“A few years ago, Mazda began to introduce more and more robots into a traditionally operator-centric process in its final assembly line. It thought it was reducing costs, but found that the approach really affected its flexibility. If the market moves, for instance, and a company needs to produce half the vehicles it needed to 12 months previously, the robots will sit there as a large, fixed cost. With humans, you can adjust the number of operators that are put into a line to make a car, depending on the volume,” Sparrow explains.
Taking the concept of kaizen to its logical conclusion, therefore, Mazda reversed that strategy and reverted to its old ways. Meanwhile, Toyota, the grandfather of lean, has never introduced automation into the final assembly line.
For Walter Scott, this has important ramifications.
“Our Japanese tour highlighted that there is no end to kaizen – you can always bring it to bear, whether with people or robots,” says Gerlach.
During the week-long trip, Gerlach and MacLean witnessed the full extent of lean manufacturing in action, from highly conceptual to deeply physical. Isuzu Corporation, for example, manufactures 1.1 million tonnes of steel annually and produces 90,000 products.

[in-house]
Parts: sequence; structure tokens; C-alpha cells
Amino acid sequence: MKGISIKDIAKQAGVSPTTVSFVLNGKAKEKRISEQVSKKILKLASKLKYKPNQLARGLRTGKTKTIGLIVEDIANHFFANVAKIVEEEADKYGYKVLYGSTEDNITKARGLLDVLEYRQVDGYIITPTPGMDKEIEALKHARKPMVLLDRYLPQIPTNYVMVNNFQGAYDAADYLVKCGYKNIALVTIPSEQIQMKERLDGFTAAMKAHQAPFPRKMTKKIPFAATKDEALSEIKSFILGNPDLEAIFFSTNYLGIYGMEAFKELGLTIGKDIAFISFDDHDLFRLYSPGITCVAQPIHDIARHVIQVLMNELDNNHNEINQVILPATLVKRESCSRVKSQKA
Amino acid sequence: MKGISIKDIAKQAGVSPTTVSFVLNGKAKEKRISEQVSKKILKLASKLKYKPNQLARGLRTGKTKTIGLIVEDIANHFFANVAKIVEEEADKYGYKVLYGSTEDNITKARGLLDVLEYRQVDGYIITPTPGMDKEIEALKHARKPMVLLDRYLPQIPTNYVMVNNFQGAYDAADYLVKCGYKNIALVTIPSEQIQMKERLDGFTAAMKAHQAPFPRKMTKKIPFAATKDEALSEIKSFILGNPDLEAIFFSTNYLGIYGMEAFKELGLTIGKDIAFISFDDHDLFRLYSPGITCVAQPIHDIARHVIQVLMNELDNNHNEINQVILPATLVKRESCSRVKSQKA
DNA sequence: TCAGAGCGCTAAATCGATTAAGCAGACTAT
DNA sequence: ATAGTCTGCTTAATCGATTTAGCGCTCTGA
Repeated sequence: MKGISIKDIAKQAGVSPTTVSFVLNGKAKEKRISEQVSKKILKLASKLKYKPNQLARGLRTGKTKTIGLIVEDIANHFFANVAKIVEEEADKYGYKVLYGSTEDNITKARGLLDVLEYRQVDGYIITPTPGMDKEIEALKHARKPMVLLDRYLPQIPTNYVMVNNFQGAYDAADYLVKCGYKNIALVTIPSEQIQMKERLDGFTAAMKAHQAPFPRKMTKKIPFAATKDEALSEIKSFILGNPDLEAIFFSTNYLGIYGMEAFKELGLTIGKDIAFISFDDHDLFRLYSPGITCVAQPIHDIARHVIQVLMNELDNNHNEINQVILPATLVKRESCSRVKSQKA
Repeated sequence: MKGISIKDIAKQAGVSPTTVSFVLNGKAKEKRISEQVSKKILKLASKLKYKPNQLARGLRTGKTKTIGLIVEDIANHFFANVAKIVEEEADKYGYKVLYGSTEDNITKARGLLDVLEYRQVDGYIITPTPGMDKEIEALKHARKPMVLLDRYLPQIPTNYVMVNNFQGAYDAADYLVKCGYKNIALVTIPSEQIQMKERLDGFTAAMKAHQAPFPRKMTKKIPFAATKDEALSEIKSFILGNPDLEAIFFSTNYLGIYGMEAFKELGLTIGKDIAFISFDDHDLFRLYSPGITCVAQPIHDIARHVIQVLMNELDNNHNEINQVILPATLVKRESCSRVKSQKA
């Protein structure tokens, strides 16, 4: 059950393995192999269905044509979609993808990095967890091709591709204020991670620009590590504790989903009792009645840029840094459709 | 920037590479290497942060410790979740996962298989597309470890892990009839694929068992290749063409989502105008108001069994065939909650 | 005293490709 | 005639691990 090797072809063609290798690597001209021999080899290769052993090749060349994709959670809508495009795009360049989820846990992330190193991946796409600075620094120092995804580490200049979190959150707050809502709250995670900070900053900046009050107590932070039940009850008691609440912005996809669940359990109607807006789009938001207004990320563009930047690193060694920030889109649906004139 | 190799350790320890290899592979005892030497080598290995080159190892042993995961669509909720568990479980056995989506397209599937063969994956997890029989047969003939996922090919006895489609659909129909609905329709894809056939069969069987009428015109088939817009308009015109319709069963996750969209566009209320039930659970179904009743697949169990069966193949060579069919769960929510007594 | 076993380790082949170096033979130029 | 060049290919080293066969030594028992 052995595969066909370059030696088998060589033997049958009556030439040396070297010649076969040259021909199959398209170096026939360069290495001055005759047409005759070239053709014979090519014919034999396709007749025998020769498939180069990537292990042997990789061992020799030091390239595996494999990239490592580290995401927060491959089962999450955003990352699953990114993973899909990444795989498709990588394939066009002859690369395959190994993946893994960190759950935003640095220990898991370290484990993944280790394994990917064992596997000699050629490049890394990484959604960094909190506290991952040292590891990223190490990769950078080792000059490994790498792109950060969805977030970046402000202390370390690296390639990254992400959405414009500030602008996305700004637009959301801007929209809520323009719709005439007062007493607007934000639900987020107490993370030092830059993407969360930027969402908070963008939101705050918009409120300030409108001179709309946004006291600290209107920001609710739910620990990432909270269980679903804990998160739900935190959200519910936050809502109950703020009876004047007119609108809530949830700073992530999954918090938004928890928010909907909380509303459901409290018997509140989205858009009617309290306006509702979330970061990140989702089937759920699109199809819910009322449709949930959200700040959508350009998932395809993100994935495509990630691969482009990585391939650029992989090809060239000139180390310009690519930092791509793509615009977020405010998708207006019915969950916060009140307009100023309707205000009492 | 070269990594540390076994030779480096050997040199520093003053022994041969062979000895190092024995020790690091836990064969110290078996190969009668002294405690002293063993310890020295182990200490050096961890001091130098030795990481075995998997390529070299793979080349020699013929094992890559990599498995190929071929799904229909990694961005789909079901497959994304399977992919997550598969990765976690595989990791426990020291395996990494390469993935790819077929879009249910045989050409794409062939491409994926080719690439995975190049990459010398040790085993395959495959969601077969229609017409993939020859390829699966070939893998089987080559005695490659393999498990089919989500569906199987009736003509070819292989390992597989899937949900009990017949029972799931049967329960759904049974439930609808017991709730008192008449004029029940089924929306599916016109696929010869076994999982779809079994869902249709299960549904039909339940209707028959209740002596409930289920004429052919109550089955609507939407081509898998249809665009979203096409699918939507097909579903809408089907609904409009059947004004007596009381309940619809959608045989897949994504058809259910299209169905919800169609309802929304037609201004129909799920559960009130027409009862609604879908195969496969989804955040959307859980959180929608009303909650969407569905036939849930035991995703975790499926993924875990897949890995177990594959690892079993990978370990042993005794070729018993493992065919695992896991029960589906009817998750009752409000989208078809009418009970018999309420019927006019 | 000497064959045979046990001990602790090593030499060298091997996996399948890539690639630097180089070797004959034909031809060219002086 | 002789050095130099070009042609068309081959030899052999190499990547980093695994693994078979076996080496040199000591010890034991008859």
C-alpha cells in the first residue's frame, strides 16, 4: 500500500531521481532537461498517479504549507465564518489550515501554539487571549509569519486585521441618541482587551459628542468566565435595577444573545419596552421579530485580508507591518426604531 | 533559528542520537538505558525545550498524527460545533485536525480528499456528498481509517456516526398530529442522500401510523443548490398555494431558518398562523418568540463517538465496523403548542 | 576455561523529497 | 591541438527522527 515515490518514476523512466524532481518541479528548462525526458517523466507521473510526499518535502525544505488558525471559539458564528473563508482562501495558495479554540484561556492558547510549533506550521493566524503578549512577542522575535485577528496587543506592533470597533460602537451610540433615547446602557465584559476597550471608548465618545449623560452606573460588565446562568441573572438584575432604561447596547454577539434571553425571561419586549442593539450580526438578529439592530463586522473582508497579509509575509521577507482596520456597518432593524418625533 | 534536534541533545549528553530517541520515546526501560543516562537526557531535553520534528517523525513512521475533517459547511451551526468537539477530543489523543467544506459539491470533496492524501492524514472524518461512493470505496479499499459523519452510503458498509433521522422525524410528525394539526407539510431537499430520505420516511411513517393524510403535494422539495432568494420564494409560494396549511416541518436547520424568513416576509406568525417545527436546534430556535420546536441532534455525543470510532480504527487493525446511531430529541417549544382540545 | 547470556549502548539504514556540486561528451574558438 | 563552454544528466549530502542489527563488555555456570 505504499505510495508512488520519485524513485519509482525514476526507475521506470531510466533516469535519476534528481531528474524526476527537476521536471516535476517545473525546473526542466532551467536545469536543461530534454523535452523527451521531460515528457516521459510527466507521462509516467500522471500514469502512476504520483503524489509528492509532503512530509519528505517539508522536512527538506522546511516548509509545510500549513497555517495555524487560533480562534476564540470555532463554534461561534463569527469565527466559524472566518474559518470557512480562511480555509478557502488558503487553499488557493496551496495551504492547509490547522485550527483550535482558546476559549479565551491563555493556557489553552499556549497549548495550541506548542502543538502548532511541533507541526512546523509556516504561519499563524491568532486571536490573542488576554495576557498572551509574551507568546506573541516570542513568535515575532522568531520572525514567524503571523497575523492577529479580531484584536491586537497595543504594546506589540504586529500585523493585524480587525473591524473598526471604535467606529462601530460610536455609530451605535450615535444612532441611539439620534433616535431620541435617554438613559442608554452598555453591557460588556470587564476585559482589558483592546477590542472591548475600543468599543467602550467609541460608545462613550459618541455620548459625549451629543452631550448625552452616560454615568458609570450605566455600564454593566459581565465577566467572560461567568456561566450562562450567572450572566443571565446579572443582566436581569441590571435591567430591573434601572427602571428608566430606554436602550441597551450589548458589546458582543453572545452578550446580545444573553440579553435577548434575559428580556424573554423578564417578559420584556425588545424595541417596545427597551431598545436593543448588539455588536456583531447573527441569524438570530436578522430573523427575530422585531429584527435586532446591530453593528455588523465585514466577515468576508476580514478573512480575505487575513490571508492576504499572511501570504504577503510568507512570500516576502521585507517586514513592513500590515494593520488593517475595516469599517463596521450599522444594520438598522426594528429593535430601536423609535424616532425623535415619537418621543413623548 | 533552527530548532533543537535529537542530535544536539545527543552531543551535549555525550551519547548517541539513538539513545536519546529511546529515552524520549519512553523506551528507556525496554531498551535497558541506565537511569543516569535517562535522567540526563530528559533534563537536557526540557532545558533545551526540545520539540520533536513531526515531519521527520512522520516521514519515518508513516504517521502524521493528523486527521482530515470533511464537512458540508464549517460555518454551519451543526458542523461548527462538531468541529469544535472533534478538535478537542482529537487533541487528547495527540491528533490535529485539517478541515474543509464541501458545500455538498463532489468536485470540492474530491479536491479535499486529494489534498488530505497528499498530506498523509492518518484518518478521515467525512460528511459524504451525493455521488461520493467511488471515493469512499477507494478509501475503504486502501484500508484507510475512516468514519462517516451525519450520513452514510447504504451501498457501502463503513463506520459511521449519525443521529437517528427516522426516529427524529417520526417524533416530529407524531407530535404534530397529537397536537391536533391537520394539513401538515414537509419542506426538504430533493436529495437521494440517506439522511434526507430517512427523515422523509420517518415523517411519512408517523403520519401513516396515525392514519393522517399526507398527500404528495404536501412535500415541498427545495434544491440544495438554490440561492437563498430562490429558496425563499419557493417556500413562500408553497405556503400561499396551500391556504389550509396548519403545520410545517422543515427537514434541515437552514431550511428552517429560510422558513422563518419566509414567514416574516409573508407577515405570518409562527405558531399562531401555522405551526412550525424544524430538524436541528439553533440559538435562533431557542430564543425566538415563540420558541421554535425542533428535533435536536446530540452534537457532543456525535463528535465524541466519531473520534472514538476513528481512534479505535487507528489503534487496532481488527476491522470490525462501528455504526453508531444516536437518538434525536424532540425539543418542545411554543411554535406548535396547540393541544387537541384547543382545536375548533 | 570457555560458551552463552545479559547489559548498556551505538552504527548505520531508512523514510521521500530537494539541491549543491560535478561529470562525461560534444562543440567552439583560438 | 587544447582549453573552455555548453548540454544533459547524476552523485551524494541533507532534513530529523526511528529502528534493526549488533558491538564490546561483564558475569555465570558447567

“We joined the management of Isuzu Tokai for their Monday morning meeting. In between reviewing their targets and touring the plant, we joined in the factory workers’ exercises – another form of kaizen,” says MacLean.
In some quarters, lean manufacturing has been afforded almost mythical status. At its root, however, the concept of kaizen is quite simple. It is its application that is more challenging – and more fundamental.
As Gerlach explains: “Japanese manufacturers operate on the basis that if there is no annual cost reduction, then there is no gain. This creates constant pressure to find efficiencies throughout the supply chain.”
As such, improvement is continuous: companies can never say they are good enough. That is the essence of lean manufacturing, both in Japan and overseas. And that is why there is always room for growth and change – always more to learn.
This article is provided for general information only and should not be construed as investment advice or a recommendation. This information does not represent and must not be construed as an offer or a solicitation of an offer to buy or sell securities, commodities and/or any other financial instruments or products. This document may not be used for the purpose of an offer or solicitation in any jurisdiction or in any circumstances in which such an offer or solicitation is unlawful or not authorised.
This article is from Walter Scott’s Research Journal 8 (May 2019)